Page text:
In sum, I’m not deleting anything. I just have to remember to update my FB privacy settings from time to time!  😎 

A high school senior determines that chemically modified curcumin can inhibit pancreatic cell growth

Just read an interesting tidbit. But first, I have to remark that this generation of U.S. high school students is really something…(and I’m not referring solely to their science projects…)…

At any rate, a senior at Hampton Bays High School came in third place at the Long Island Science and Engineering Fair in mid March for her discovery that chemically modified curcumin blocked pancreatic cancer cells from growing…and killed them (apoptosis). Based on her project, perhaps someday (!) this modified curcumin could be used to strengthen conventional treatments for pancreatic cancer. You can read about it here: goo.gl/N1BDuV

Here’s my suggestion for a future project, Ms. Caldwell: “The Apoptotic Effect of Novel Curcumin Derivative on Multiple Myeloma Cells.”

In the meantime, well done, well done indeed…and…CONGRATULATIONS!  🙂 

Plantar fasciitis

When I got out of bed on Friday morning, I felt a sharp pain under my right foot, near the heel. Oooh, that hurt! It got slightly better as I hobbled downstairs and into the kitchen to feed the cats and make myself a cappuccino. The more I hobbled/walked, the less the bottom of my heel seemed to hurt.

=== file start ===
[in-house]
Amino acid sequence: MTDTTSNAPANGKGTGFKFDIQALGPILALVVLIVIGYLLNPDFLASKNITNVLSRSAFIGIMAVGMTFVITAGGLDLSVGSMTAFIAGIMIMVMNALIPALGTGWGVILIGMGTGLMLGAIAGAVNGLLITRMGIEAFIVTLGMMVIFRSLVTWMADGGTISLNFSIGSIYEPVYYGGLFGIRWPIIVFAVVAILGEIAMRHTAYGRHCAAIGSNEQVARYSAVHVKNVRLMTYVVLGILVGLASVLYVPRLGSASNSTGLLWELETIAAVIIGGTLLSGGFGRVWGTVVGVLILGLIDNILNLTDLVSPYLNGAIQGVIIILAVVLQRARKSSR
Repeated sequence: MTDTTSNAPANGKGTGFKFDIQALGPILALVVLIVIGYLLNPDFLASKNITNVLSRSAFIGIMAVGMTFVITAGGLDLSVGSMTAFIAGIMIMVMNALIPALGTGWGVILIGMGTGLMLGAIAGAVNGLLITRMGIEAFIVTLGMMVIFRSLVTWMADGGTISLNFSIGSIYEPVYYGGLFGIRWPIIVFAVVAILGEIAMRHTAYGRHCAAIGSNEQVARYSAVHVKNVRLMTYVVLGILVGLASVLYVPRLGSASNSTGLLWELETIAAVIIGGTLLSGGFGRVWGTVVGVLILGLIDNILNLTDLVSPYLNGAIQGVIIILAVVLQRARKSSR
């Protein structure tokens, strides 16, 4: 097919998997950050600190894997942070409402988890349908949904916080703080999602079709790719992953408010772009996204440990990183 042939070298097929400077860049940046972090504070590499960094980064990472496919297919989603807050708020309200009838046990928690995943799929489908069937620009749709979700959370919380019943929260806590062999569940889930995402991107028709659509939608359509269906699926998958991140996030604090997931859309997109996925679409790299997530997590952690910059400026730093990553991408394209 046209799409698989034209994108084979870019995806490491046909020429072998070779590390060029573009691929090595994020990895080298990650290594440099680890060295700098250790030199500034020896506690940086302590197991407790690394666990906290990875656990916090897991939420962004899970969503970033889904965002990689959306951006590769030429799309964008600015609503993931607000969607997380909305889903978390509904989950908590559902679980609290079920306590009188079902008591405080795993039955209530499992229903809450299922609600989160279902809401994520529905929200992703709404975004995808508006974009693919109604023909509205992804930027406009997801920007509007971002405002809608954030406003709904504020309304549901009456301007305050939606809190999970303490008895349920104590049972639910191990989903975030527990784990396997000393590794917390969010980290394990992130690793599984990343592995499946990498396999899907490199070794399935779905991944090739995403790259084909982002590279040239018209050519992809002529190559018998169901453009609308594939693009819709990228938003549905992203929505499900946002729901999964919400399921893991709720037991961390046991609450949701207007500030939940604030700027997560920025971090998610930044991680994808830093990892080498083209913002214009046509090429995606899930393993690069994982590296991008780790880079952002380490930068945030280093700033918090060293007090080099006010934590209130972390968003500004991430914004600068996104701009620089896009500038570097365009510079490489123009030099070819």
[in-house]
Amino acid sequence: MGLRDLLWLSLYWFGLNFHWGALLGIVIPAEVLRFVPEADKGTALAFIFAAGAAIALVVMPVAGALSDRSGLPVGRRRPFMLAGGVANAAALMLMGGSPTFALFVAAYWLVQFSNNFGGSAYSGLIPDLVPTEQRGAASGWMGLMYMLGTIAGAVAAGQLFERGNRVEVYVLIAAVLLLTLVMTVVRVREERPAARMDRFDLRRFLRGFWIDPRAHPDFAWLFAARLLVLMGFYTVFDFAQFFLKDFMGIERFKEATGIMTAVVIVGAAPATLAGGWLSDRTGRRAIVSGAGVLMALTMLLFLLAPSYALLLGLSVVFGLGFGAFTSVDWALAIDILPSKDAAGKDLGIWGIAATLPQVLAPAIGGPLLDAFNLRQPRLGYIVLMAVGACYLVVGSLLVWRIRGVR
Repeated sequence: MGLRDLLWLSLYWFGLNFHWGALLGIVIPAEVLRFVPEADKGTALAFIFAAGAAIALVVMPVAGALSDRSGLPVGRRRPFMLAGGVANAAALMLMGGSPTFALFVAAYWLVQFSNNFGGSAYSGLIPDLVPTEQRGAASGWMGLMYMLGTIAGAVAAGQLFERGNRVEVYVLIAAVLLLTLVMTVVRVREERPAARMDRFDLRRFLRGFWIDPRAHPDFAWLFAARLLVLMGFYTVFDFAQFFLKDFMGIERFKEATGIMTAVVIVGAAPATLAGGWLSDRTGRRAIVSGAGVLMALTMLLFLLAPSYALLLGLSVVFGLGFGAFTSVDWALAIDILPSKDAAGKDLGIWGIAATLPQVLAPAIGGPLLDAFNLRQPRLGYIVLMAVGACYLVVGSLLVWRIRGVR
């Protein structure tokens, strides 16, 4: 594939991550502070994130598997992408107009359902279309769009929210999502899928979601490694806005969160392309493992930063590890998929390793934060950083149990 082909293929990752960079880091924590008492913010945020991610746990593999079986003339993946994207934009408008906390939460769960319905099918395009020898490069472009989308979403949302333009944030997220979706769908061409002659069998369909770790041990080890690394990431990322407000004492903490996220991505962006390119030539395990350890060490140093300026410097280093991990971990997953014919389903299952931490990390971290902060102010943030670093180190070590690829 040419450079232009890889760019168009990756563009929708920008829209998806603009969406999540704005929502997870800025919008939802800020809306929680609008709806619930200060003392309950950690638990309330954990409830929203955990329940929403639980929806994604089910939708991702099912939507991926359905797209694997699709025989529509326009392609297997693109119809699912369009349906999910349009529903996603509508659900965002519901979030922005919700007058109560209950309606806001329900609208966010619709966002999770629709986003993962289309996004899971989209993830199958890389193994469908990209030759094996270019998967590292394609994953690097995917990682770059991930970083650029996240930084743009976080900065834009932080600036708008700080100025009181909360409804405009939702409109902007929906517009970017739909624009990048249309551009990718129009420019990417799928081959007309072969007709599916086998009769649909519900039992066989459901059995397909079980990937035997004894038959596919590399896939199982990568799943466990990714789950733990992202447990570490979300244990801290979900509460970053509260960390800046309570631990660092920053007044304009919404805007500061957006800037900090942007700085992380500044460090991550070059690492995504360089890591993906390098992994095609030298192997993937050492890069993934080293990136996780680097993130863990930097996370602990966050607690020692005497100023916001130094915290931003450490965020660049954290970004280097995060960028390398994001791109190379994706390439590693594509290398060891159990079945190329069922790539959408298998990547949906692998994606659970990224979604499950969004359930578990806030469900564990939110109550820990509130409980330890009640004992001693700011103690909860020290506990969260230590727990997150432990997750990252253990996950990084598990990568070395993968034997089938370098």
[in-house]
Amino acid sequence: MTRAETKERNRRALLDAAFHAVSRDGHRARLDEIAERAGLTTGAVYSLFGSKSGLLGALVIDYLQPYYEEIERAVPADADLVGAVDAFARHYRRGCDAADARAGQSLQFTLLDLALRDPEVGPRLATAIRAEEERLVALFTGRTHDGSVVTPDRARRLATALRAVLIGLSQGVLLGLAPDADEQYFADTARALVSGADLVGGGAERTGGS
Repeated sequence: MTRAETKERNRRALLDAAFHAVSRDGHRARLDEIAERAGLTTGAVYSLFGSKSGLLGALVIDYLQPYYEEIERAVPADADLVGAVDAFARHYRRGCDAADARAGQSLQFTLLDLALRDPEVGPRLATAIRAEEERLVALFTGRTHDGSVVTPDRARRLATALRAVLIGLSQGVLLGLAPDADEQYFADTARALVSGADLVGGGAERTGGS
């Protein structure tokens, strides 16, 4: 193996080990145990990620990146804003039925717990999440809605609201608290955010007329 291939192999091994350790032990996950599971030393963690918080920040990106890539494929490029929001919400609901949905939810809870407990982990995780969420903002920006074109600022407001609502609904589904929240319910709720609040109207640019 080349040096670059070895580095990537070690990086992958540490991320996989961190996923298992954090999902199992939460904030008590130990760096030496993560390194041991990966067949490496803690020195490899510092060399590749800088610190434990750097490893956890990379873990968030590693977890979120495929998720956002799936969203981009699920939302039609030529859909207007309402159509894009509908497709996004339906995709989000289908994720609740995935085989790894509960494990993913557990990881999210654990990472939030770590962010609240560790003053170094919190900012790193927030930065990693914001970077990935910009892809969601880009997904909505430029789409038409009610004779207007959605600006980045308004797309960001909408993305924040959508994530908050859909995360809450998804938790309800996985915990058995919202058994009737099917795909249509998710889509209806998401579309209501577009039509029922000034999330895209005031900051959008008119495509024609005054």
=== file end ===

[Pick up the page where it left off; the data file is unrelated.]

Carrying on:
By mid morning I seemed to be okay and so, as planned, I took the bus into the center of Florence where I had lunch with some relatives, took them around Florence, and showed them the sights…I’ve always enjoyed seeing my beautiful Florence through the eyes of people who don’t live here. It’s always lots of fun.

But boyohboy, did we walk. We walked, and walked, and WALKED!!! All over the place. My heel didn’t bother me that much, although the pain would return occasionally, making me limp just a bit. The relatives didn’t notice, so the limp wasn’t that obvious, I guess.

I got home just before dinner and told Stefano about it, but my slight heel pain really paled in comparison to the discomfort he’s still in, poor sweetie.

On Saturday morning, I couldn’t stand up. The pain under my right foot was almost unbearable. Mainly, though, I had no idea what was causing it, and that was unsettling…

Anyway, long story short. Diagnosis: plantar fasciitis.

If I could go back in time, I’d change a bunch of things (hah!, wouldn’t we all???  😉 ). One of them would certainly be my fixation with wearing flip flops. I wear them in the house, summer and winter (with socks, in winter). I mean, I wear them A LOT. Way too much, evidently…How stupid I’ve been.

Flip flops are okay for the beach, but they are flat and flimsy (although mine aren’t as flimsy as most) and most of all, they don’t offer any arch or heel support. It’s okay to use them for a short while (on the beach, e.g.), but that is IT.

If, like me, you love wearing flip flops, please be careful…You don’t want to get this thing…